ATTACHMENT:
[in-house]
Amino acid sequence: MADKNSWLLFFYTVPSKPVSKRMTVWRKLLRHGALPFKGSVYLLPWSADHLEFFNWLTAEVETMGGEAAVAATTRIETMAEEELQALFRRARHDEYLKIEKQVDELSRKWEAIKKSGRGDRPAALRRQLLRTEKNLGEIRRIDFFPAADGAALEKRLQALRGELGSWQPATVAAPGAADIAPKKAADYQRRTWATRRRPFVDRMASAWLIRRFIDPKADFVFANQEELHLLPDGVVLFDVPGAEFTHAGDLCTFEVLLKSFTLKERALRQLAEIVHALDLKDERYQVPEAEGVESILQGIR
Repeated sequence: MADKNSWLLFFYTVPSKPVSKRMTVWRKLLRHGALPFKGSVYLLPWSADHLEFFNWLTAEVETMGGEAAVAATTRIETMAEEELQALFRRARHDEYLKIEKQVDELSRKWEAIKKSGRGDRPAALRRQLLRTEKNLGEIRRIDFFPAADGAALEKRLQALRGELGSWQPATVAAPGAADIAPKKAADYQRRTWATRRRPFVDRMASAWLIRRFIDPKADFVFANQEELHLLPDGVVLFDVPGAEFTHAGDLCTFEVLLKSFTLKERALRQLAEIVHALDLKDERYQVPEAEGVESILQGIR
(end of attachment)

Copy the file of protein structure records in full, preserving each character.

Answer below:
[in-house]
Amino acid sequence: MADKNSWLLFFYTVPSKPVSKRMTVWRKLLRHGALPFKGSVYLLPWSADHLEFFNWLTAEVETMGGEAAVAATTRIETMAEEELQALFRRARHDEYLKIEKQVDELSRKWEAIKKSGRGDRPAALRRQLLRTEKNLGEIRRIDFFPAADGAALEKRLQALRGELGSWQPATVAAPGAADIAPKKAADYQRRTWATRRRPFVDRMASAWLIRRFIDPKADFVFANQEELHLLPDGVVLFDVPGAEFTHAGDLCTFEVLLKSFTLKERALRQLAEIVHALDLKDERYQVPEAEGVESILQGIR
Repeated sequence: MADKNSWLLFFYTVPSKPVSKRMTVWRKLLRHGALPFKGSVYLLPWSADHLEFFNWLTAEVETMGGEAAVAATTRIETMAEEELQALFRRARHDEYLKIEKQVDELSRKWEAIKKSGRGDRPAALRRQLLRTEKNLGEIRRIDFFPAADGAALEKRLQALRGELGSWQPATVAAPGAADIAPKKAADYQRRTWATRRRPFVDRMASAWLIRRFIDPKADFVFANQEELHLLPDGVVLFDVPGAEFTHAGDLCTFEVLLKSFTLKERALRQLAEIVHALDLKDERYQVPEAEGVESILQGIR